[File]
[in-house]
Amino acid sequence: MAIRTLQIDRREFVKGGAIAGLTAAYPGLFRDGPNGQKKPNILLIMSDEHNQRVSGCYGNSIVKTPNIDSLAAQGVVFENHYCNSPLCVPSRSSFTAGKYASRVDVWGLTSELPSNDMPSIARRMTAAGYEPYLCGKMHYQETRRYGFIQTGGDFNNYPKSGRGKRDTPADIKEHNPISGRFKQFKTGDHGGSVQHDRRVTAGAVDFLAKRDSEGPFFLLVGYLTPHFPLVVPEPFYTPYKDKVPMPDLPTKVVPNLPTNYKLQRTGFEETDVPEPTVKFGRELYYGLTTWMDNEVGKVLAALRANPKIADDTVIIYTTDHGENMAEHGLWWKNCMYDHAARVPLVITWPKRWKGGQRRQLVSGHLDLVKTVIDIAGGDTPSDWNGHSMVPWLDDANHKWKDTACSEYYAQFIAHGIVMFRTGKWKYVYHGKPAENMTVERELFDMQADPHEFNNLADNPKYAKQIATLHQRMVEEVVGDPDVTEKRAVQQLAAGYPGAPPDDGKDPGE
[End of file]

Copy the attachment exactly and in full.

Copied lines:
[in-house]
Amino acid sequence: MAIRTLQIDRREFVKGGAIAGLTAAYPGLFRDGPNGQKKPNILLIMSDEHNQRVSGCYGNSIVKTPNIDSLAAQGVVFENHYCNSPLCVPSRSSFTAGKYASRVDVWGLTSELPSNDMPSIARRMTAAGYEPYLCGKMHYQETRRYGFIQTGGDFNNYPKSGRGKRDTPADIKEHNPISGRFKQFKTGDHGGSVQHDRRVTAGAVDFLAKRDSEGPFFLLVGYLTPHFPLVVPEPFYTPYKDKVPMPDLPTKVVPNLPTNYKLQRTGFEETDVPEPTVKFGRELYYGLTTWMDNEVGKVLAALRANPKIADDTVIIYTTDHGENMAEHGLWWKNCMYDHAARVPLVITWPKRWKGGQRRQLVSGHLDLVKTVIDIAGGDTPSDWNGHSMVPWLDDANHKWKDTACSEYYAQFIAHGIVMFRTGKWKYVYHGKPAENMTVERELFDMQADPHEFNNLADNPKYAKQIATLHQRMVEEVVGDPDVTEKRAVQQLAAGYPGAPPDDGKDPGE